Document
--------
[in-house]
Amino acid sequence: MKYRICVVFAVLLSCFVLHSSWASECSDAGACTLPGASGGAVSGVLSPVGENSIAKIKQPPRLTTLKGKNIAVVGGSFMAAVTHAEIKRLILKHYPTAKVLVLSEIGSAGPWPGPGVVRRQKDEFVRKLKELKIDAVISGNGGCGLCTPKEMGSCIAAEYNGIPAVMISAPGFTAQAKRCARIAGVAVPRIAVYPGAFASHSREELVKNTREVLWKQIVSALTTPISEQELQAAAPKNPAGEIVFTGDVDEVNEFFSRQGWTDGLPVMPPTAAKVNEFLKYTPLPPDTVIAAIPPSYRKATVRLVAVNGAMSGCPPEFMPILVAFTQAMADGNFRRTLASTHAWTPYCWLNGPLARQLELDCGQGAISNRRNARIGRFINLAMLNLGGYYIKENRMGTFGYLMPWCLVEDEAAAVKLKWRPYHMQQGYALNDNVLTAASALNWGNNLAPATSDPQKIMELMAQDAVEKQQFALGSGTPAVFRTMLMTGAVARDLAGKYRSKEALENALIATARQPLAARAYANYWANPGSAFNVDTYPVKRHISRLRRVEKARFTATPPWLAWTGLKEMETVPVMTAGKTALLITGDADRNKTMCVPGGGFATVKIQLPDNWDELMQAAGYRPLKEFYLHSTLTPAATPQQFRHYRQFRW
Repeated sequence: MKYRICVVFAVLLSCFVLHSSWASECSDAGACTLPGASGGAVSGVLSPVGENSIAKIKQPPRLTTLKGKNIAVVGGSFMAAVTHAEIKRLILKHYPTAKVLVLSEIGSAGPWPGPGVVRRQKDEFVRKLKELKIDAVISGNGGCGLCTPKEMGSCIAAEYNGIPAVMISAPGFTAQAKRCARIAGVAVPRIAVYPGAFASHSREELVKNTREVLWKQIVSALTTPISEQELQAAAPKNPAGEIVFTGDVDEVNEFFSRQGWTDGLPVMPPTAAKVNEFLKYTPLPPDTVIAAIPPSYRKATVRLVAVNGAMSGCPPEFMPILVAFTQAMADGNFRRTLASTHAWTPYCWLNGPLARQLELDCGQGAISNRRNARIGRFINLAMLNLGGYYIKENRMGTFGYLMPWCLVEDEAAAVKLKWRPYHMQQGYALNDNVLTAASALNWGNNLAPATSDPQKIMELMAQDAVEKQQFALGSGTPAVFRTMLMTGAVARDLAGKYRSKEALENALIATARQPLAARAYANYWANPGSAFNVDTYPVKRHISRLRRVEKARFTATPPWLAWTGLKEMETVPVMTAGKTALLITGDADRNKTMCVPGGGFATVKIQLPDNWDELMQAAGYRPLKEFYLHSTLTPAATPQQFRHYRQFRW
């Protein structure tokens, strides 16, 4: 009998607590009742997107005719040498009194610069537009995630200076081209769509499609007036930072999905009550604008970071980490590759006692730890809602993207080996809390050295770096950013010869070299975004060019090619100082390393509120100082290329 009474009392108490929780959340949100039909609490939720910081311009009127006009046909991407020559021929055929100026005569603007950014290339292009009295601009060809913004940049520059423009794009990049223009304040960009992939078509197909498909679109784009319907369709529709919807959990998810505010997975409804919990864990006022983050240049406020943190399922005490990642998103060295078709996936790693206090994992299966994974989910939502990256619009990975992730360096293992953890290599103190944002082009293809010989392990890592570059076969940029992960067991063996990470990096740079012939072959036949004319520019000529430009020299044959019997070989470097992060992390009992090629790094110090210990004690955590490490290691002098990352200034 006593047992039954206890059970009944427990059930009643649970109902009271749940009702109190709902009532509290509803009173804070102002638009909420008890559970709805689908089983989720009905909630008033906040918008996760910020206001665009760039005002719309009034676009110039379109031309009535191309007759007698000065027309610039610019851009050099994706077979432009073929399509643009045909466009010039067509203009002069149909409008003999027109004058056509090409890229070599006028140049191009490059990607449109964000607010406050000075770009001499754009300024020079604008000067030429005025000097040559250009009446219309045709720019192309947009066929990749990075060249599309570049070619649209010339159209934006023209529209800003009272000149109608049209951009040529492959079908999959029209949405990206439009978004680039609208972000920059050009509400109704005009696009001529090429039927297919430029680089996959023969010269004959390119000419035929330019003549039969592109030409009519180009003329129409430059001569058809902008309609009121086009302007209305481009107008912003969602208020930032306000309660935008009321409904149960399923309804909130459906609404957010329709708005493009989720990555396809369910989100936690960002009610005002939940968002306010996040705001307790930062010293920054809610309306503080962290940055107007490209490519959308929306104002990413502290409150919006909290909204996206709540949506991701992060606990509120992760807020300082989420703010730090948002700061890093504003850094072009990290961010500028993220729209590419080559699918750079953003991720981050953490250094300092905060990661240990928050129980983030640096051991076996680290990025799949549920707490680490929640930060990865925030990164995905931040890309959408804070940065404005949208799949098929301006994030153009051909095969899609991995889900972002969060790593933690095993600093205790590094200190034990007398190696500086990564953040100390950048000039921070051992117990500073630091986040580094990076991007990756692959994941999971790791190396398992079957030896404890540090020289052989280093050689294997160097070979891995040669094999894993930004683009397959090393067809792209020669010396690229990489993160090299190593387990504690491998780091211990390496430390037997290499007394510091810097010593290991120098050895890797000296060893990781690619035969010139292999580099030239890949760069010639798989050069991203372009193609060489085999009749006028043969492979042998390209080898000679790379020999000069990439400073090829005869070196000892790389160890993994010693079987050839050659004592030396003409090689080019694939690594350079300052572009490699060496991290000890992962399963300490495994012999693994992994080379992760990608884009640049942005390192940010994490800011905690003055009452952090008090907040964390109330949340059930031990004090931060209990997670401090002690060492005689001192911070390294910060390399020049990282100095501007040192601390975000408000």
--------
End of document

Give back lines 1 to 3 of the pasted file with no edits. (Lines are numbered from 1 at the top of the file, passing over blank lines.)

[in-house]
Amino acid sequence: MKYRICVVFAVLLSCFVLHSSWASECSDAGACTLPGASGGAVSGVLSPVGENSIAKIKQPPRLTTLKGKNIAVVGGSFMAAVTHAEIKRLILKHYPTAKVLVLSEIGSAGPWPGPGVVRRQKDEFVRKLKELKIDAVISGNGGCGLCTPKEMGSCIAAEYNGIPAVMISAPGFTAQAKRCARIAGVAVPRIAVYPGAFASHSREELVKNTREVLWKQIVSALTTPISEQELQAAAPKNPAGEIVFTGDVDEVNEFFSRQGWTDGLPVMPPTAAKVNEFLKYTPLPPDTVIAAIPPSYRKATVRLVAVNGAMSGCPPEFMPILVAFTQAMADGNFRRTLASTHAWTPYCWLNGPLARQLELDCGQGAISNRRNARIGRFINLAMLNLGGYYIKENRMGTFGYLMPWCLVEDEAAAVKLKWRPYHMQQGYALNDNVLTAASALNWGNNLAPATSDPQKIMELMAQDAVEKQQFALGSGTPAVFRTMLMTGAVARDLAGKYRSKEALENALIATARQPLAARAYANYWANPGSAFNVDTYPVKRHISRLRRVEKARFTATPPWLAWTGLKEMETVPVMTAGKTALLITGDADRNKTMCVPGGGFATVKIQLPDNWDELMQAAGYRPLKEFYLHSTLTPAATPQQFRHYRQFRW
Repeated sequence: MKYRICVVFAVLLSCFVLHSSWASECSDAGACTLPGASGGAVSGVLSPVGENSIAKIKQPPRLTTLKGKNIAVVGGSFMAAVTHAEIKRLILKHYPTAKVLVLSEIGSAGPWPGPGVVRRQKDEFVRKLKELKIDAVISGNGGCGLCTPKEMGSCIAAEYNGIPAVMISAPGFTAQAKRCARIAGVAVPRIAVYPGAFASHSREELVKNTREVLWKQIVSALTTPISEQELQAAAPKNPAGEIVFTGDVDEVNEFFSRQGWTDGLPVMPPTAAKVNEFLKYTPLPPDTVIAAIPPSYRKATVRLVAVNGAMSGCPPEFMPILVAFTQAMADGNFRRTLASTHAWTPYCWLNGPLARQLELDCGQGAISNRRNARIGRFINLAMLNLGGYYIKENRMGTFGYLMPWCLVEDEAAAVKLKWRPYHMQQGYALNDNVLTAASALNWGNNLAPATSDPQKIMELMAQDAVEKQQFALGSGTPAVFRTMLMTGAVARDLAGKYRSKEALENALIATARQPLAARAYANYWANPGSAFNVDTYPVKRHISRLRRVEKARFTATPPWLAWTGLKEMETVPVMTAGKTALLITGDADRNKTMCVPGGGFATVKIQLPDNWDELMQAAGYRPLKEFYLHSTLTPAATPQQFRHYRQFRW